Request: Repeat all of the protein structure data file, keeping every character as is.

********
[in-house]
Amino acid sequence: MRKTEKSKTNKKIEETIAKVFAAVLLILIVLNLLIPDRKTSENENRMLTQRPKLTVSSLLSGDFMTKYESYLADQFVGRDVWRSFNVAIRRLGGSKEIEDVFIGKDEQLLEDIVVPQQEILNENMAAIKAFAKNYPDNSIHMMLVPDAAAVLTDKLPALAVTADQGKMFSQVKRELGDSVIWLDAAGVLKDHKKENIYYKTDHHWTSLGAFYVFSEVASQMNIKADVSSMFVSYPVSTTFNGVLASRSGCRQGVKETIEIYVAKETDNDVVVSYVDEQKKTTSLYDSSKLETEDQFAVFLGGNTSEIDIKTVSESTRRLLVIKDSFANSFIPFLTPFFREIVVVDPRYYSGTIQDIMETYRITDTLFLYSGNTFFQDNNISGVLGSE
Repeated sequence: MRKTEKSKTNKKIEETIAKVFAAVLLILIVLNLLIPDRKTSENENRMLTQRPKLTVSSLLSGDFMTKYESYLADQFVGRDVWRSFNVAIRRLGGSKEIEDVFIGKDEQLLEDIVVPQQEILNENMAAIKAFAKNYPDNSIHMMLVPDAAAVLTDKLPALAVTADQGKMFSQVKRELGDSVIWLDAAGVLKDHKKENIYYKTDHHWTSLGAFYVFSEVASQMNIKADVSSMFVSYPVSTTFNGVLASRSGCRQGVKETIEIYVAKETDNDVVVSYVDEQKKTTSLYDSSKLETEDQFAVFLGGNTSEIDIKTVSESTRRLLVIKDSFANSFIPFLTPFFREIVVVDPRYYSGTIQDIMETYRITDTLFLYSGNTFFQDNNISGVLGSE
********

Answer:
[in-house]
Amino acid sequence: MRKTEKSKTNKKIEETIAKVFAAVLLILIVLNLLIPDRKTSENENRMLTQRPKLTVSSLLSGDFMTKYESYLADQFVGRDVWRSFNVAIRRLGGSKEIEDVFIGKDEQLLEDIVVPQQEILNENMAAIKAFAKNYPDNSIHMMLVPDAAAVLTDKLPALAVTADQGKMFSQVKRELGDSVIWLDAAGVLKDHKKENIYYKTDHHWTSLGAFYVFSEVASQMNIKADVSSMFVSYPVSTTFNGVLASRSGCRQGVKETIEIYVAKETDNDVVVSYVDEQKKTTSLYDSSKLETEDQFAVFLGGNTSEIDIKTVSESTRRLLVIKDSFANSFIPFLTPFFREIVVVDPRYYSGTIQDIMETYRITDTLFLYSGNTFFQDNNISGVLGSE
Repeated sequence: MRKTEKSKTNKKIEETIAKVFAAVLLILIVLNLLIPDRKTSENENRMLTQRPKLTVSSLLSGDFMTKYESYLADQFVGRDVWRSFNVAIRRLGGSKEIEDVFIGKDEQLLEDIVVPQQEILNENMAAIKAFAKNYPDNSIHMMLVPDAAAVLTDKLPALAVTADQGKMFSQVKRELGDSVIWLDAAGVLKDHKKENIYYKTDHHWTSLGAFYVFSEVASQMNIKADVSSMFVSYPVSTTFNGVLASRSGCRQGVKETIEIYVAKETDNDVVVSYVDEQKKTTSLYDSSKLETEDQFAVFLGGNTSEIDIKTVSESTRRLLVIKDSFANSFIPFLTPFFREIVVVDPRYYSGTIQDIMETYRITDTLFLYSGNTFFQDNNISGVLGSE